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Tips for Resume and Cover Letter
Foundation Format for building your initial Cover and Resume
Watch these videos to gain valuable tips on how to succeed!
Brief Overview of a Cover Letter
- Just a one-page document that you submit along with your job application resume. (NO MORE THAN ONE PAGE!!!!).
- Its purpose is to introduce yourself and briefly summarize your background (beginning learner, background you have in construction, or professional background).
- A good cover letter can spark the hiring manager’s interest and get them to read your resume.
- Reminder! A cover letter is in addition to your resume and not a replacement. If you are to generate one, make sure it’s not a repeat of your resume.
Format to create a one-page cover includes only six easy steps
- Header- your contact Information.
- Hiring manager/Department information.
- Opening paragraph- greeting to the hiring manager and also captivates the reader’s attention. Make it personal and tailor it for each job application.
- Second and third paragraph (Body of Cover Letter) – Describe personal achievements or accomplishments and how it will benefit the company you are applying for also mention why YOu are the right person for the job/position.
- Closing paragraph- follow up to your job application.
- Formal salutation – Sincerely, Randy.
- Dear [Department] Hiring Manager,
- Dear Hiring Manager,
- To whom it may concern,
- Dear [Department] Team
Stucture of a Cover Letter
STEP-BY-STEP RESUME BREAKDOWN
DECIDE WHICH TYPES OF RESUME YOU WANT.
There are three types of résumés: chronological, functional and
combination. You might want to consider more than one format of résumé if
you’re applying for multiple jobs.
- Chronological is the most traditional format and lists experiences according to the order in which they took place. These résumés generally appeal to older readers and may be best suited for a conservative field.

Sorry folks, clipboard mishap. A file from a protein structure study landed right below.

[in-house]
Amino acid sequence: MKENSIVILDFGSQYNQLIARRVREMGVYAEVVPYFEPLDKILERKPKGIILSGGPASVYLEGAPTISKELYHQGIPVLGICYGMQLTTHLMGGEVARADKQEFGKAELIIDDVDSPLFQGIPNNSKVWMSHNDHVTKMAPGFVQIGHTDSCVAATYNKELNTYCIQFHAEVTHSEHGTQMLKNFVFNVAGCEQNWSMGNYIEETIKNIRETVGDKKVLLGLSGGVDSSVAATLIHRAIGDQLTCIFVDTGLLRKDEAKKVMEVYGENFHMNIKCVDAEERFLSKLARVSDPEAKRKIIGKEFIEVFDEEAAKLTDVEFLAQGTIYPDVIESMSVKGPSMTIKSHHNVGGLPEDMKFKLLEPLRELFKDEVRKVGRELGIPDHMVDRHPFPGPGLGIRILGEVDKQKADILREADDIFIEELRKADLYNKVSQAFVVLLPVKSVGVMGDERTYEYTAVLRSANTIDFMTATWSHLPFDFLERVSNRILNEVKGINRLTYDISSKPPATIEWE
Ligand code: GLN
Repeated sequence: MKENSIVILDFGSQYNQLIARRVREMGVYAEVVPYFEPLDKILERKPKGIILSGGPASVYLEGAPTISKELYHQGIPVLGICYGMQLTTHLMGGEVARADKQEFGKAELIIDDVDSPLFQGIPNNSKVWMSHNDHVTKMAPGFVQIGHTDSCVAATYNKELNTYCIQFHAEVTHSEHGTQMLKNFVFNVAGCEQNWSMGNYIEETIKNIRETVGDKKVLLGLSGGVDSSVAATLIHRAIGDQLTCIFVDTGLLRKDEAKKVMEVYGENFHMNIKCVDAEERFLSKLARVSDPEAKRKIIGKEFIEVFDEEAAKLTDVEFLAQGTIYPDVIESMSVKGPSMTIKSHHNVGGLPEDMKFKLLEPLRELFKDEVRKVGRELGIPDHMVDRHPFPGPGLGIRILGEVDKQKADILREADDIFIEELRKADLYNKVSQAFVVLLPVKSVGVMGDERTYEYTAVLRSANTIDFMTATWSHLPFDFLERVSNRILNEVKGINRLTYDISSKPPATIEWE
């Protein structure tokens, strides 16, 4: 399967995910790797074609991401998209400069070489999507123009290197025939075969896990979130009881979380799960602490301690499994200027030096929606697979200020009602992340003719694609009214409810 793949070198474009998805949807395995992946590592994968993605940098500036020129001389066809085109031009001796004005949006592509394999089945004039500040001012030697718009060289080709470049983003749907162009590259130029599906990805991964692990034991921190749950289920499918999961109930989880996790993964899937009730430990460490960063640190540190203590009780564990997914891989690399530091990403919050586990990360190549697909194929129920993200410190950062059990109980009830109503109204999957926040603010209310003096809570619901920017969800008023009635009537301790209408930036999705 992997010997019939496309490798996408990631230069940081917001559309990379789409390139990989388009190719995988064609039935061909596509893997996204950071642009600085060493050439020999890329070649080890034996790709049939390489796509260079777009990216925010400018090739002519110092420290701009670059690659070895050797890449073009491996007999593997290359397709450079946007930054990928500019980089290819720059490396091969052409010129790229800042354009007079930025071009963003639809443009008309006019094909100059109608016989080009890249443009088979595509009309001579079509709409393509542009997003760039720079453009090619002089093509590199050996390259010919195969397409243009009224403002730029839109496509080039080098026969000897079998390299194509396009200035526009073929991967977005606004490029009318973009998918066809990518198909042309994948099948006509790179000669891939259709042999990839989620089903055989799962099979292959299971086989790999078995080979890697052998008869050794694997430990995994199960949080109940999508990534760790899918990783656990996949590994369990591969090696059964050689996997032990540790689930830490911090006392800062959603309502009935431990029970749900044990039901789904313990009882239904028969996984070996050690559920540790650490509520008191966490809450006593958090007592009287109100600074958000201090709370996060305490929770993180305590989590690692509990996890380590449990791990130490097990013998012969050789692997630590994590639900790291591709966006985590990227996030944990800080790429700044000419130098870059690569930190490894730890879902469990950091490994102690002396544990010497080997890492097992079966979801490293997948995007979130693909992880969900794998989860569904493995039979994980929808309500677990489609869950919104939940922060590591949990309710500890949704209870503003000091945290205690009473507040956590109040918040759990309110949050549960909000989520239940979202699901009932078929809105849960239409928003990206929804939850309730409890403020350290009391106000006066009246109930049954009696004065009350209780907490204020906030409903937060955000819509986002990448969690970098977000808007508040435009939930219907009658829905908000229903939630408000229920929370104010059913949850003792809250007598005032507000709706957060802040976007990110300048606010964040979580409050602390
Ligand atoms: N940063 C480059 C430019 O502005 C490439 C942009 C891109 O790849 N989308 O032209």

- Functional is a type of résumé that lists your experiences according to skill. This is the format to use if you’re changing career direction (and lack direct work experience). Because it displays your skills first, your work experience, or lack thereof, is not the main focus.
- Combination combines the best aspects of the chronological and functional Be careful with length for this format; the résumé can quickly get long.
Create a header
- Use a phone number that you plan to answer and change your voicemail to a more professional message if necessary.
- Make sure your email address is professional. If your current email address, for example, is firstname.lastname@example.org or email@example.com, it’s time to set up a new email, such as firstname.lastname@example.org or email@example.com.
Write a Summary
- The summary can be useful to explain why you’re applying for a role that is a departure from your career path.
- You don’t have to include a summary, especially if your experience speaks for itself and is relevant to the jobs you’re applying for.
List your experiences or Skills
- This section shows where you have worked and when. It also states specific accomplishments for each position or job.
- This is where content can make your résumé run over a page, so be selective (if necessary) about what you include.
- Pick experiences that seem most relevant to the position you seek. For inspiration, think of your full-time or part-time work, summer jobs, occasional jobs, internships, fieldwork and special projects.
- Don’t worry whether your experiences are “good enough.” Employers admire people who have worked hard in a variety of positions.
- Always start each achievement with an accomplishment verb, like accelerated, achieved, expanded, influenced, solved, maintained, generated, effected, advised, controlled, trained or utilized.
- Don’t worry if there are gaps in the timeline, but keep everything in chronological order, with most recent jobs at the top.